Dr. Abad's PRK technique (alcohol-assisted epithelial removal with an 8.0-mm optical zone marker, a mitomycin C [MMC] sliding scale, and a bandage Soflens 66 [Bausch & Lomb, Rochester, NY]) has been the same for the last 2 years. Postoperatively, the patients receive Pred Forte, Zymar, and dilute proparacaine. No NSAIDs are administered after surgery. Dr. Abad performs PRK in patients with thin corneas or borderline-looking topographies (20% to 25% of all excimer cases).

He started using one drop of Nevanac at the end of PRK cases (before the placement of a contact lens) in November 2005 to try to improve pain control. He applied only one drop of Nevanac postoperatively.

Dr. Abad analyzed a series of 10 bilateral PRK cases in which Nevanac was used as mentioned earlier. He noticed persistent epithelial defects, grayish “sick-looking” epithelium, and poor visual acuity in those patients postoperatively. On December 13, 2005, he stopped using Nevanac, scraped three eyes (one patient bilaterally), and posted his findings on the International Society of Refractive Surgery Internet forum as an alert to the ophthalmic community. Since then, Dr. Abad has returned to his traditional PRK regimen.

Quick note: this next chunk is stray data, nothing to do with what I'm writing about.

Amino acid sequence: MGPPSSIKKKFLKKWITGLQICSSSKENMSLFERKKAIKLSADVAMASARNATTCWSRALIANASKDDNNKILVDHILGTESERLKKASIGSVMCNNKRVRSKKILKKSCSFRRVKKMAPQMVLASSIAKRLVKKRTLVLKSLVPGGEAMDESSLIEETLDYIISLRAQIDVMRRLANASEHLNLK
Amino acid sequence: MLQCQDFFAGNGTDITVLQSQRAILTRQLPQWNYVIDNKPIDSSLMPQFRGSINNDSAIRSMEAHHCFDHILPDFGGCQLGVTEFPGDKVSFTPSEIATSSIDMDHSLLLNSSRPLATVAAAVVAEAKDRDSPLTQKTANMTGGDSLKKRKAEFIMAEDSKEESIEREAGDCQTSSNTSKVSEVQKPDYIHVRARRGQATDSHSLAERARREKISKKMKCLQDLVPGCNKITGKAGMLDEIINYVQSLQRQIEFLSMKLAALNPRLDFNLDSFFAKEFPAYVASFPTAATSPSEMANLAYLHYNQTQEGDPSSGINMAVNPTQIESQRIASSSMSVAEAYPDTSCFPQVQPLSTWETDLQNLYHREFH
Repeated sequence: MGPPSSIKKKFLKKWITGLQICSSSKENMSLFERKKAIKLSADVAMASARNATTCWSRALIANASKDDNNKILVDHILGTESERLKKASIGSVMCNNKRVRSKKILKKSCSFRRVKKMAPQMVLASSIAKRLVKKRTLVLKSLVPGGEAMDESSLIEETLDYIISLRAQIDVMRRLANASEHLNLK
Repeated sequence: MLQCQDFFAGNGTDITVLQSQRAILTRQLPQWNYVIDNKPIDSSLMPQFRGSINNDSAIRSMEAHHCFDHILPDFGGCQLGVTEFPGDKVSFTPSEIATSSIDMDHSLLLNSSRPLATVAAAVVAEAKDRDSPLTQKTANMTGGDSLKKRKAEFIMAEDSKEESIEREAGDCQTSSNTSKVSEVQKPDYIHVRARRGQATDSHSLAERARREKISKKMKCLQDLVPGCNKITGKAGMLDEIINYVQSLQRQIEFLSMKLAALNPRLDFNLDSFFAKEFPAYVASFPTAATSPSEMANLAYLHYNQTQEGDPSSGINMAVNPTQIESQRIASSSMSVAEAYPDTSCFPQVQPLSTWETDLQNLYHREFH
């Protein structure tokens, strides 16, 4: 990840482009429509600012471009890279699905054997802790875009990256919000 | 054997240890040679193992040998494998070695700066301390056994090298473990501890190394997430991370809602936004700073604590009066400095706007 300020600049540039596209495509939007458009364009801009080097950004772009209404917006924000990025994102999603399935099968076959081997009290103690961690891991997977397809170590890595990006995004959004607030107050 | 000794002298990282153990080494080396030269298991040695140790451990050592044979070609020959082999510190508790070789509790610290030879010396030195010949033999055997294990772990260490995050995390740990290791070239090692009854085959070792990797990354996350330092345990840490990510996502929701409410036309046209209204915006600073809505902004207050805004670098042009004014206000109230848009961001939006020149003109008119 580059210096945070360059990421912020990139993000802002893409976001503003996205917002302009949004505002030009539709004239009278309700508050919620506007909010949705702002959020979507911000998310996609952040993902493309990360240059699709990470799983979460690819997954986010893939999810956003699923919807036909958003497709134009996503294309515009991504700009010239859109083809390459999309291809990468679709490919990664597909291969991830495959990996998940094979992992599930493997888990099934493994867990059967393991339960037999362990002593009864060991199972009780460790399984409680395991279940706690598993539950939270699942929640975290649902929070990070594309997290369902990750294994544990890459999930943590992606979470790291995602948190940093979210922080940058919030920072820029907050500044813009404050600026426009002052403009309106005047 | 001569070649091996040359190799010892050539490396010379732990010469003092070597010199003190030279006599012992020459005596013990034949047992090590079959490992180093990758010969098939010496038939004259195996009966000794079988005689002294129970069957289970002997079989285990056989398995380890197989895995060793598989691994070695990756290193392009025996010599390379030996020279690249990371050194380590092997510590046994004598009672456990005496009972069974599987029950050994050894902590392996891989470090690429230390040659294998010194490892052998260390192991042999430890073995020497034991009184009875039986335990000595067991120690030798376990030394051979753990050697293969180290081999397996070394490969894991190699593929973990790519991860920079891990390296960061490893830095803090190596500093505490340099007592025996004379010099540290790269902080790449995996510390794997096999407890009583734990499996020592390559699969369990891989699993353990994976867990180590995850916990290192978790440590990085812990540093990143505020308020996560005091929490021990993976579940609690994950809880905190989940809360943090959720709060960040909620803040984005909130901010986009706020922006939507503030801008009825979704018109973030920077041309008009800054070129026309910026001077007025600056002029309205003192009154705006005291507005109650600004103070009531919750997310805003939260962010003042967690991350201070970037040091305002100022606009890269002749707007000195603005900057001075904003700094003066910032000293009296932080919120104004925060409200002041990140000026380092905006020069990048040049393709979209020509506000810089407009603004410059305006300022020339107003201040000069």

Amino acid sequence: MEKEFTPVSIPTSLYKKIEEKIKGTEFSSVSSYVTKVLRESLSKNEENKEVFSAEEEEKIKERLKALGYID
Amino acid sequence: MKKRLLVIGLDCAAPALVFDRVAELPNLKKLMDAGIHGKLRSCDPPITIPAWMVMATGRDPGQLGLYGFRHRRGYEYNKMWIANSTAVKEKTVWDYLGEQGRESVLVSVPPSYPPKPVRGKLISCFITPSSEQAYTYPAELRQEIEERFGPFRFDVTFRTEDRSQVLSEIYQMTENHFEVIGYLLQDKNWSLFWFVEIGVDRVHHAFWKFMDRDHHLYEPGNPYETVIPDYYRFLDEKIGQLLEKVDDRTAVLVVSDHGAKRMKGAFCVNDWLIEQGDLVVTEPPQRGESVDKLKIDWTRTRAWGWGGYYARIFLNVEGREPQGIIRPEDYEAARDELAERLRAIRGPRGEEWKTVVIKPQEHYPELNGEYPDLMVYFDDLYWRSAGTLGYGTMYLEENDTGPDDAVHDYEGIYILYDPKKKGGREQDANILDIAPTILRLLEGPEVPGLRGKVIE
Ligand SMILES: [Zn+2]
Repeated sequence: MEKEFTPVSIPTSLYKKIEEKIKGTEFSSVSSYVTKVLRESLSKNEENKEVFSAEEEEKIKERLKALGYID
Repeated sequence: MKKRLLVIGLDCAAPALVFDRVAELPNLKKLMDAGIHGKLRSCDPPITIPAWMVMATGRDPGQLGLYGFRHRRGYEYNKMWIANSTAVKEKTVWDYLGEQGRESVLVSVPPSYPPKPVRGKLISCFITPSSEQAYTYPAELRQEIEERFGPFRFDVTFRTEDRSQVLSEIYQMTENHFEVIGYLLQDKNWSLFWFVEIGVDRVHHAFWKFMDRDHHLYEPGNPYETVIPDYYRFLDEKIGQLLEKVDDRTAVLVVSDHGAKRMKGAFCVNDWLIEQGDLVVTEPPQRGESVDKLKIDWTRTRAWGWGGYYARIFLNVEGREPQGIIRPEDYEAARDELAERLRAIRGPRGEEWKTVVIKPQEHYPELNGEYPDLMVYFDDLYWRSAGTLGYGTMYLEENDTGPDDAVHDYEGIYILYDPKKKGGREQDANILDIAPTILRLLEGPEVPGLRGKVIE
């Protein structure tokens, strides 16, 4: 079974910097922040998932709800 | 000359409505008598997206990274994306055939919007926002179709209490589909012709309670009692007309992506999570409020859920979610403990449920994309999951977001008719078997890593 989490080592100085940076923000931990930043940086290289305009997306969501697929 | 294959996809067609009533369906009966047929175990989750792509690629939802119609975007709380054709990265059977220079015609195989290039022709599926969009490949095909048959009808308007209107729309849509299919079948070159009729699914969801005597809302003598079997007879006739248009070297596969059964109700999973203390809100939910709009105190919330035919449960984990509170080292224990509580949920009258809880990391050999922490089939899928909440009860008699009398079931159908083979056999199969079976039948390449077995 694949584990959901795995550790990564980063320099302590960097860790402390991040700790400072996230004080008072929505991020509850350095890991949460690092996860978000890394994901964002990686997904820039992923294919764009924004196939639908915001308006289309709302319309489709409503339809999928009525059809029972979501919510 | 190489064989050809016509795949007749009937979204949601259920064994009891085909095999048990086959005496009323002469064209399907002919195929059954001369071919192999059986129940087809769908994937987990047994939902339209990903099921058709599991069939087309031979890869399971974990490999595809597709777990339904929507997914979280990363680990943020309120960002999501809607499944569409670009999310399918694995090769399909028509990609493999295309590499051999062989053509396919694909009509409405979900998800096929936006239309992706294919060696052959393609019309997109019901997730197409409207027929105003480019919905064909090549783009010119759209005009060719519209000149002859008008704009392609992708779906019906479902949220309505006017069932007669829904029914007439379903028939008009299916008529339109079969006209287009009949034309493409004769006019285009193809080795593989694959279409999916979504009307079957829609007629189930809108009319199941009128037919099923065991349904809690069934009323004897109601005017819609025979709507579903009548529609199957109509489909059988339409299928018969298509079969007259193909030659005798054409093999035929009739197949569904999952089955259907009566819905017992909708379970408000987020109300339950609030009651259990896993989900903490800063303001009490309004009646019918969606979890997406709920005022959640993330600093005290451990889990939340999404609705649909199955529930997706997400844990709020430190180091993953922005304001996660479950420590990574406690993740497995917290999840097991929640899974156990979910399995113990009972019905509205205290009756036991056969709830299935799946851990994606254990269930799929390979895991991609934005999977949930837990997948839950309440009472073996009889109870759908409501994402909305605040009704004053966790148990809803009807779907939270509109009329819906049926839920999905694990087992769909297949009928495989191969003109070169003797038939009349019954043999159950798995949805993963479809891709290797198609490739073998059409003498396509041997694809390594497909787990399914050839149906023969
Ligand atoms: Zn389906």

As a control group, he used his last five bilateral PRK patients treated before Nevanac was used (historic controls) and the five subsequent bilateral PRK patients treated after Nevanac was used (all consecutive patients). In the control group, re-epithelialization occurred by 4.7 days (mean). Mean haze at 1 month postoperatively was 0.2 out of 4. In the Nevanac group, re-epithelialization on average occurred by day 9 postoperatively (P<.001). Mean haze at 1 month postoperatively was 1.3 out of 4 (P<.001).